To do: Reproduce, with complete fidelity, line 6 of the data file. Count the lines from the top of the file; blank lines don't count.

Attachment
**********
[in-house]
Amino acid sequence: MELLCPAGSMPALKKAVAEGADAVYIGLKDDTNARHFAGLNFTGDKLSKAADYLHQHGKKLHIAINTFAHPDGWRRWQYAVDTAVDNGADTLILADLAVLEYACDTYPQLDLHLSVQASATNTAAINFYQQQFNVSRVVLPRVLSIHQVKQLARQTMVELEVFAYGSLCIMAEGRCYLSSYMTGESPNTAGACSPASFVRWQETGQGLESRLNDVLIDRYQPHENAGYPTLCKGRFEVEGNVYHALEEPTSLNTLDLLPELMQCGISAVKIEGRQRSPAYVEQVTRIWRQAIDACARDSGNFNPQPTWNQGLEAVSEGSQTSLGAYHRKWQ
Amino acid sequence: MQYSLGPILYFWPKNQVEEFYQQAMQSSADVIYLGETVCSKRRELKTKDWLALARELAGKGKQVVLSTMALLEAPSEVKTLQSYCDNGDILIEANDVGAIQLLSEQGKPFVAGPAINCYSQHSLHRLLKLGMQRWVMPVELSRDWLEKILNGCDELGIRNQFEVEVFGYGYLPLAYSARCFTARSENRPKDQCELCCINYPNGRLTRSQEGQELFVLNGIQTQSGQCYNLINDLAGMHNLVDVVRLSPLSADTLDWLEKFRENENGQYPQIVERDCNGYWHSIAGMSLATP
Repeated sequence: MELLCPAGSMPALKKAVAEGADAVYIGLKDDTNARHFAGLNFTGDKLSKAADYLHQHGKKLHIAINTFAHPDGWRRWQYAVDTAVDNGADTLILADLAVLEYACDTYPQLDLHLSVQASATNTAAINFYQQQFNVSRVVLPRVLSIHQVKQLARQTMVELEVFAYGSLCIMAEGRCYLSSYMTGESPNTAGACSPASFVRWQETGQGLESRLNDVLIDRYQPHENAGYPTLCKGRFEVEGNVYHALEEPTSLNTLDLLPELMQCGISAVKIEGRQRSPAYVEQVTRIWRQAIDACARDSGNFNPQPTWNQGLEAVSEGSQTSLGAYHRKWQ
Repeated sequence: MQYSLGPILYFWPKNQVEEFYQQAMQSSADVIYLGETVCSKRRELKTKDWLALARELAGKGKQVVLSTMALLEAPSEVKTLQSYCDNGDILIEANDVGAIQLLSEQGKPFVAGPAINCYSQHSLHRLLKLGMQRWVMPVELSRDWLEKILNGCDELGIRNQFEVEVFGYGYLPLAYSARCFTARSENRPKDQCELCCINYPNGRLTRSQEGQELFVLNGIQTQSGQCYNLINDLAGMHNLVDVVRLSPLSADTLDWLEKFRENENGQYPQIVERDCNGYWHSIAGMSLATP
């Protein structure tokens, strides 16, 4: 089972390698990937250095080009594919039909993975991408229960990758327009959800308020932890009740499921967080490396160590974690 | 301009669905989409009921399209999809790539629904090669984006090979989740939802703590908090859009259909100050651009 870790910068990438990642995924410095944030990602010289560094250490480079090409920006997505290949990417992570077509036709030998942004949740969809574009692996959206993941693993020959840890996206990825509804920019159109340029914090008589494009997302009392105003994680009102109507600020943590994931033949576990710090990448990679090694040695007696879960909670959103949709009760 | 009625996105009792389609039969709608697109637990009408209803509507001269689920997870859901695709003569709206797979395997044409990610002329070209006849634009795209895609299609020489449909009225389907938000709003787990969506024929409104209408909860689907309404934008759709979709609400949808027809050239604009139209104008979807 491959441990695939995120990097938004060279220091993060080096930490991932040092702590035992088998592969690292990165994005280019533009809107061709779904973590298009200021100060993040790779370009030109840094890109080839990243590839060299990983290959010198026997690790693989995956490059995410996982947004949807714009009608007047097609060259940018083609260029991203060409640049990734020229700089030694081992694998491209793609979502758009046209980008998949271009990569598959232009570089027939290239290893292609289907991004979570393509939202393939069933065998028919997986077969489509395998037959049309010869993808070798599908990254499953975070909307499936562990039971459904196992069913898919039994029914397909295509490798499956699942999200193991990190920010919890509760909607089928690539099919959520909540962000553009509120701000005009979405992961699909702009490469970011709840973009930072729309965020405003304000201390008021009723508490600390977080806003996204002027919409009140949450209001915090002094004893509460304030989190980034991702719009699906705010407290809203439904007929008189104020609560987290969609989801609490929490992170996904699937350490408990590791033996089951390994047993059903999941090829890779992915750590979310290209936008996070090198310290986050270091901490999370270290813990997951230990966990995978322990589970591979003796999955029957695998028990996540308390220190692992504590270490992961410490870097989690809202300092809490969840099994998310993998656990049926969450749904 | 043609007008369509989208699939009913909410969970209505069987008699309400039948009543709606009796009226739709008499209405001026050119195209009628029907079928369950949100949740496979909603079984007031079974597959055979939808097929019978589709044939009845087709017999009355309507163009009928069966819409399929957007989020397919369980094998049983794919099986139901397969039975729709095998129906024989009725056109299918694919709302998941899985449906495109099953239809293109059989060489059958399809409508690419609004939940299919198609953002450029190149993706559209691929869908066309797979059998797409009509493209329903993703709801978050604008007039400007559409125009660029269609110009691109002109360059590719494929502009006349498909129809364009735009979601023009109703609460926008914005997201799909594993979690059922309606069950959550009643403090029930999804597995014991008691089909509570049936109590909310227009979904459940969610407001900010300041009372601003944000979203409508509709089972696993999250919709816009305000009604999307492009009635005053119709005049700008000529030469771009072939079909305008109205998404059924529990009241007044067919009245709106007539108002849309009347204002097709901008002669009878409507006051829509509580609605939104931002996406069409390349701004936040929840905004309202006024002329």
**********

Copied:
């Protein structure tokens, strides 16, 4: 089972390698990937250095080009594919039909993975991408229960990758327009959800308020932890009740499921967080490396160590974690 | 301009669905989409009921399209999809790539629904090669984006090979989740939802703590908090859009259909100050651009 870790910068990438990642995924410095944030990602010289560094250490480079090409920006997505290949990417992570077509036709030998942004949740969809574009692996959206993941693993020959840890996206990825509804920019159109340029914090008589494009997302009392105003994680009102109507600020943590994931033949576990710090990448990679090694040695007696879960909670959103949709009760 | 009625996105009792389609039969709608697109637990009408209803509507001269689920997870859901695709003569709206797979395997044409990610002329070209006849634009795209895609299609020489449909009225389907938000709003787990969506024929409104209408909860689907309404934008759709979709609400949808027809050239604009139209104008979807 491959441990695939995120990097938004060279220091993060080096930490991932040092702590035992088998592969690292990165994005280019533009809107061709779904973590298009200021100060993040790779370009030109840094890109080839990243590839060299990983290959010198026997690790693989995956490059995410996982947004949807714009009608007047097609060259940018083609260029991203060409640049990734020229700089030694081992694998491209793609979502758009046209980008998949271009990569598959232009570089027939290239290893292609289907991004979570393509939202393939069933065998028919997986077969489509395998037959049309010869993808070798599908990254499953975070909307499936562990039971459904196992069913898919039994029914397909295509490798499956699942999200193991990190920010919890509760909607089928690539099919959520909540962000553009509120701000005009979405992961699909702009490469970011709840973009930072729309965020405003304000201390008021009723508490600390977080806003996204002027919409009140949450209001915090002094004893509460304030989190980034991702719009699906705010407290809203439904007929008189104020609560987290969609989801609490929490992170996904699937350490408990590791033996089951390994047993059903999941090829890779992915750590979310290209936008996070090198310290986050270091901490999370270290813990997951230990966990995978322990589970591979003796999955029957695998028990996540308390220190692992504590270490992961410490870097989690809202300092809490969840099994998310993998656990049926969450749904 | 043609007008369509989208699939009913909410969970209505069987008699309400039948009543709606009796009226739709008499209405001026050119195209009628029907079928369950949100949740496979909603079984007031079974597959055979939808097929019978589709044939009845087709017999009355309507163009009928069966819409399929957007989020397919369980094998049983794919099986139901397969039975729709095998129906024989009725056109299918694919709302998941899985449906495109099953239809293109059989060489059958399809409508690419609004939940299919198609953002450029190149993706559209691929869908066309797979059998797409009509493209329903993703709801978050604008007039400007559409125009660029269609110009691109002109360059590719494929502009006349498909129809364009735009979601023009109703609460926008914005997201799909594993979690059922309606069950959550009643403090029930999804597995014991008691089909509570049936109590909310227009979904459940969610407001900010300041009372601003944000979203409508509709089972696993999250919709816009305000009604999307492009009635005053119709005049700008000529030469771009072939079909305008109205998404059924529990009241007044067919009245709106007539108002849309009347204002097709901008002669009878409507006051829509509580609605939104931002996406069409390349701004936040929840905004309202006024002329």